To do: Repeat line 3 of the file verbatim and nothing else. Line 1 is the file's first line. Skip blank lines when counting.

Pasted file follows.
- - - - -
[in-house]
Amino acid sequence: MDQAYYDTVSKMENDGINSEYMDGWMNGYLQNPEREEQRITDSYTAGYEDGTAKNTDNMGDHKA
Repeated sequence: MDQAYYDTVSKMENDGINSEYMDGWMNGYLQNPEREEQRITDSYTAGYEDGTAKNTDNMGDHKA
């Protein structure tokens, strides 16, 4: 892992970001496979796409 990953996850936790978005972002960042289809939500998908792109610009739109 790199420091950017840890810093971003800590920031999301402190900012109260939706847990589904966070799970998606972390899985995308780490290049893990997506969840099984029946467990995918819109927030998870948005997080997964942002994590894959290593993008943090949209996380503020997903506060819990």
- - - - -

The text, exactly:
Repeated sequence: MDQAYYDTVSKMENDGINSEYMDGWMNGYLQNPEREEQRITDSYTAGYEDGTAKNTDNMGDHKA